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She urged that Continental Free Trade Agreement would be Africa’s Marshall plan. Adding that nobody could have predicted the deep effects of the economic crisis on the continent.

“We need to talk about Africa and the AfCFTA. Our Marshall Plan is the AfCFTA. The AfCFTA is our plan, so let us take it and run with it.

 “The Marshall Plan for Europe was about 160 per cent of their GDP traded to bring back growth after the war,” she said. 

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She added that implementation of the AFCFTA, would help the continent have control of its economic future. She added that the UN Economic Commission for Africa forecasts African GDP would decline by 3.2% to -2.8% in 2020 due to the effects of the pandemic. 

(READ MORE: COVID-19: Take-off of Africa Free Trade Zone “AFCFTA” Postponed)

She stressed the need for a continental financial system integration to implement a mutual system of financial stability for sub-Saharan monetary cooperation, while also urging that Africa builds on progress made from implementing The Afreximbank Exchange Facility. 

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 “We need to ensure that as we build the AfCFTA and trade integration, we begin to build stronger, much more robust monetary and fiscal systems that can ensure that as a continent we actually can work with each other in a more effective way,” Songwe said. 

She also urged that the pandemic has given Africa an opportunity to review its poor healthcare infrastructure, citing countries like South Africa, Ethiopia and Morocco developing new healthcare systems. 

Songwe was joined on the panel by Mr Mukhisa Kituyi, Secretary-General of UNCTAD and Mr Benedict Okey Oramah, the President of the African Export-Import Bank (Afreximbank), Mr Wamkele Mene, first Secretary-General of the AfCFTA; Mr Chileshe Mpundu Kapwepwe, Secretary-General COMESA; and Paolo Gomes of AfroChampions. 

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The panelist jointly agreed that the economic crisis due to COVID-19 was an opportunity for Africa to learn lessons on the needs for Industrial developments by producing its own pharmaceutical industry.

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Economy & Politics

Tax debt payments extended to August 31- FIRS

Tax debtors are to liquidate their outstanding tax liabilities on or before August 31.

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The Federal Inland Revenue Service (FIRS) announced it on Wednesday that it has extended the waiver of penalty and interest window on tax debts owned by businesses and individuals from June 30 to August 31, 2020.

In a statement by the Director Communications and Liaison Department, Mr Abdullahi Ahmad. The Executive Chairman of FIRS, Mr Muhammad Nami said the extension is a sequel to palliative measures set up by the FIRS to help businesses and individuals deal with the effects of the Covid-19 pandemic on the economy.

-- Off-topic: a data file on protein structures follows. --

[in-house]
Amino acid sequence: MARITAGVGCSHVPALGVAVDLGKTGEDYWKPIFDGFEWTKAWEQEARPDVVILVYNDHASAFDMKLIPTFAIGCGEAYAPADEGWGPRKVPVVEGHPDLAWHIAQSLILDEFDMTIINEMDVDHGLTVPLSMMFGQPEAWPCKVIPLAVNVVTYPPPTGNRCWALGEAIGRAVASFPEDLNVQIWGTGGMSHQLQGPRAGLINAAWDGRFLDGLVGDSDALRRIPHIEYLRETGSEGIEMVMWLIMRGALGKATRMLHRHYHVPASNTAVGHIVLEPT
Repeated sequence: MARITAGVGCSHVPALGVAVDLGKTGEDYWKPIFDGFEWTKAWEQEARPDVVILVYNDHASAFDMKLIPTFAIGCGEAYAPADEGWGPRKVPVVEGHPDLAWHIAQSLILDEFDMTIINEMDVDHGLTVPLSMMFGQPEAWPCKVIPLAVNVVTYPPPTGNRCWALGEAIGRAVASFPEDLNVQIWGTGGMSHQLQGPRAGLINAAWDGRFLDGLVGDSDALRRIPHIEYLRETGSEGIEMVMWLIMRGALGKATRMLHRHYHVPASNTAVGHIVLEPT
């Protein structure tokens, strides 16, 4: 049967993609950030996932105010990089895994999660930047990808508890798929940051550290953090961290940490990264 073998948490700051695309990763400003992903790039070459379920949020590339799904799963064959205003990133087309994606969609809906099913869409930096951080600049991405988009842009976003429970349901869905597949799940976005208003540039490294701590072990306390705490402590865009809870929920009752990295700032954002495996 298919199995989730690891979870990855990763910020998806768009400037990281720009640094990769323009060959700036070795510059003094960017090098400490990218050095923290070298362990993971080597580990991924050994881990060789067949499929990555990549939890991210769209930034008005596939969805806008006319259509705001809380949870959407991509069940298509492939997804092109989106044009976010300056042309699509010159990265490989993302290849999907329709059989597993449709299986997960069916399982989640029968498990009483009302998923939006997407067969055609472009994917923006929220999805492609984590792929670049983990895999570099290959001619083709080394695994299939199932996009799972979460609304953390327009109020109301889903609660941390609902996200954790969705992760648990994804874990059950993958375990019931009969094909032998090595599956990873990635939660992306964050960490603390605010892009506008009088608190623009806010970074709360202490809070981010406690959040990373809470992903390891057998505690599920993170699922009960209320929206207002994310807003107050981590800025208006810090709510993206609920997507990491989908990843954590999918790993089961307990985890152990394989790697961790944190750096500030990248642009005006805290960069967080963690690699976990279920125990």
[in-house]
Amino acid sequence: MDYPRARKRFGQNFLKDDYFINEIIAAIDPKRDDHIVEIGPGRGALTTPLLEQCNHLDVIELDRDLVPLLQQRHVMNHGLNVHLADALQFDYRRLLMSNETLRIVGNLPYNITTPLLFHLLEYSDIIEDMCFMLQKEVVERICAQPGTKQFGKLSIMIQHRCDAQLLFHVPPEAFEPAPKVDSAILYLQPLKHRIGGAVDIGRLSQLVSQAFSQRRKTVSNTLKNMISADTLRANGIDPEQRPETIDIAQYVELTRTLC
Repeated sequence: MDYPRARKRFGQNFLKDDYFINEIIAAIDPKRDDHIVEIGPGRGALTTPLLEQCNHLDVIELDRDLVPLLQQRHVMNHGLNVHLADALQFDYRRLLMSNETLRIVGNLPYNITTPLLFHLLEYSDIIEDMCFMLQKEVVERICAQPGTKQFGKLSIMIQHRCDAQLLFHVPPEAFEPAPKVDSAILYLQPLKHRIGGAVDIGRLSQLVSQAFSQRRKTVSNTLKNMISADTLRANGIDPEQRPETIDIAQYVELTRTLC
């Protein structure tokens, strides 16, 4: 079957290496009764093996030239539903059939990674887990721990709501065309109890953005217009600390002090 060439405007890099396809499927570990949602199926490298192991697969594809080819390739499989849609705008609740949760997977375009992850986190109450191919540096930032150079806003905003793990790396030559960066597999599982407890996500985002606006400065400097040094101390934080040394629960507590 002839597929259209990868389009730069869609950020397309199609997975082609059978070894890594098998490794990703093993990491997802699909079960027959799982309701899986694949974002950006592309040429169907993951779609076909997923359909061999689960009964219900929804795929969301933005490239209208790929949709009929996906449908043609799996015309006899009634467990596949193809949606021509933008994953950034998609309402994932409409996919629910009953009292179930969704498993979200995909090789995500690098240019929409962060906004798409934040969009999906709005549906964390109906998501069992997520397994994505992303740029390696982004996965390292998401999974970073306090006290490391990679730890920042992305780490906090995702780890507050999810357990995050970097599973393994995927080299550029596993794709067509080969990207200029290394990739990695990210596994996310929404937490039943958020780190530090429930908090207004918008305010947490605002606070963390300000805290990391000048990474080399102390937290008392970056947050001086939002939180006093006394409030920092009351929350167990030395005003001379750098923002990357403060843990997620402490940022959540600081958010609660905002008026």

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READ MORE: FIRS to deploy new technology in tax collection, as MDAs refuse to pay 7.5% tax

“The latest extension applies to tax audit, tax investigation and desk review assessments, approved installment payment plans under Voluntary Assets and Income Declaration Scheme yet to be fully liquidated,” he said.

He added that there would not be any extension after the August 31 due date.

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READ MORE: Nigeria Joins Canada, Thailand and others in taxing digital companies

He urged tax debtors to liquidate their outstanding tax liabilities on or before August 31 in order to partake in the waiver of accumulated interests and penalties.

Nami also advised all businesses and individuals who fall under the waivers to contact their nearest FIRS Regional Debt Management Office and tax controllers for further enquiries.

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Economy & Politics

African Union will accelerate industrialization in order to beat COVID-19

AU is planning on improving industrial output through the establishment of the regional value chain.

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Cyril Ramaphosa, Africa Union to accelerate industrialization to beat Covid-19

The African Union says it will accelerate its industrial development drive and improve supply chains needed for Africa’s trade and logistic growth to overcome the pandemic.

In a statement by the chairman of the AU and South Africa’s President, Cyril Ramaphosa, the AU is planning on improving industrial output through the establishment of a regional value chain with the aid of private sector stakeholders. The statement commemorating Africa Integration Day was co-signed by AU Commission Chairman Moussa Faki Mahamat and Mahamadou Issoufou, the president of Niger.

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President Ramaphosa added that the African free trade area is the best tool that can help the continent speed up its regional economic integration to battle the effects of the pandemic. He added that the creation of a free trade area is “defragmenting Africa to put behind us the history of small uncompetitive markets that have thwarted our efforts to achieve inclusive sustainable development for the benefit of our people.”

The African Continental Free Trade Area agreement was signed last year and was meant to commence this year in July but the COVID-19 pandemic has delayed the negotiations for tariff concessions for trade in goods; a date has not yet been announced to resume negotiations.

READ MORE: China exempts some African countries from debt repayment

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When fully ratified and operational by 2030, the ACFTA would be the largest free trade area by land area, servicing a potential of 1.2 billion people and with combined GDP of $2.5 trillion. Of the 54 nations that have signed the agreement, only 28 have ratified it so far. Nigeria is one of the countries yet to ratify over worries of “dumping”. Internal trade in Africa is just 15% compared to Europe’s 70% and Asia’s 58%. The ACFTA when fully ratified will reduce tariffs on goods by 90% and help promote investment and movement of goods, people and capital in the continent.